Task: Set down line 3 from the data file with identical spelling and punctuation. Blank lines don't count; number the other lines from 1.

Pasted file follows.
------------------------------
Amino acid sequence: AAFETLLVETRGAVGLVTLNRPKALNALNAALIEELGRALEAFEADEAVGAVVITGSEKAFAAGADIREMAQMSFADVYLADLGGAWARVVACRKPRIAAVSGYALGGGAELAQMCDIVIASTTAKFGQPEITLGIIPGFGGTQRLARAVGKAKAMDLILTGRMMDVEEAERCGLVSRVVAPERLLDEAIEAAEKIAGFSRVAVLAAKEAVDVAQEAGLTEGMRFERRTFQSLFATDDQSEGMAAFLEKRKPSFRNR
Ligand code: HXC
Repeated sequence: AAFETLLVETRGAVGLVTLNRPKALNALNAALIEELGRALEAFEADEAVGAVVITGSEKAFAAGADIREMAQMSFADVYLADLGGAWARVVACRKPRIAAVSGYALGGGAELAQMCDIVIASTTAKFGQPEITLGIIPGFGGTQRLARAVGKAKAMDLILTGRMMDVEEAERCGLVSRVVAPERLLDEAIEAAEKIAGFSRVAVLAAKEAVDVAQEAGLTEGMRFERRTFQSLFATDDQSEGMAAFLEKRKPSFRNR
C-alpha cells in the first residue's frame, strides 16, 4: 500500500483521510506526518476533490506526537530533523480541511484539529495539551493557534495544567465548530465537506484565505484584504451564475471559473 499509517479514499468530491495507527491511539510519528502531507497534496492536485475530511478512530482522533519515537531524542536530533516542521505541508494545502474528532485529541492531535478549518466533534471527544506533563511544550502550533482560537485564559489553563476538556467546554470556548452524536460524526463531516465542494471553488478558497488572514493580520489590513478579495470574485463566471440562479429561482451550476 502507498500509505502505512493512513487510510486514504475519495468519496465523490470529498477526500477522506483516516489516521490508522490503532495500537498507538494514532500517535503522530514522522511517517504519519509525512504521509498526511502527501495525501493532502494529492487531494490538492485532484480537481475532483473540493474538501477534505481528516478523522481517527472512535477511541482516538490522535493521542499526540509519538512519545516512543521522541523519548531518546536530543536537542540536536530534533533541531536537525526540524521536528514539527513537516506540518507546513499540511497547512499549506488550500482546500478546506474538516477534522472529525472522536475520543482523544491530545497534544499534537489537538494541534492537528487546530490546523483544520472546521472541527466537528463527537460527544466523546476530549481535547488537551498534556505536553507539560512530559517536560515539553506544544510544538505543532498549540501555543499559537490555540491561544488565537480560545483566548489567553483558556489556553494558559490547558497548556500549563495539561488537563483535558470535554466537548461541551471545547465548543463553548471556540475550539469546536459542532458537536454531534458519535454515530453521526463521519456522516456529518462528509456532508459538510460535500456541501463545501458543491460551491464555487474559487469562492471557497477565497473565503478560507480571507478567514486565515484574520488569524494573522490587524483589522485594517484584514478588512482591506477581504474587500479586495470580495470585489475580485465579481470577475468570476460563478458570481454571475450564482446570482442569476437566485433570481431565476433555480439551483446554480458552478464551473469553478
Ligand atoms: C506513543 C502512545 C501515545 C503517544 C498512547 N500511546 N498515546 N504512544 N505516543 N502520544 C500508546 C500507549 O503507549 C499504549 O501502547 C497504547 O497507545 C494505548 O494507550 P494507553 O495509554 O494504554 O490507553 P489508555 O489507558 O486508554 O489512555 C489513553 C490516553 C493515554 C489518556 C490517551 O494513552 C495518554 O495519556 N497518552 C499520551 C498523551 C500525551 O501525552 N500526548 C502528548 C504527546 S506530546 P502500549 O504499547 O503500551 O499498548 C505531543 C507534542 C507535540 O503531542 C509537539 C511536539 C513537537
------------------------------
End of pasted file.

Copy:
Repeated sequence: AAFETLLVETRGAVGLVTLNRPKALNALNAALIEELGRALEAFEADEAVGAVVITGSEKAFAAGADIREMAQMSFADVYLADLGGAWARVVACRKPRIAAVSGYALGGGAELAQMCDIVIASTTAKFGQPEITLGIIPGFGGTQRLARAVGKAKAMDLILTGRMMDVEEAERCGLVSRVVAPERLLDEAIEAAEKIAGFSRVAVLAAKEAVDVAQEAGLTEGMRFERRTFQSLFATDDQSEGMAAFLEKRKPSFRNR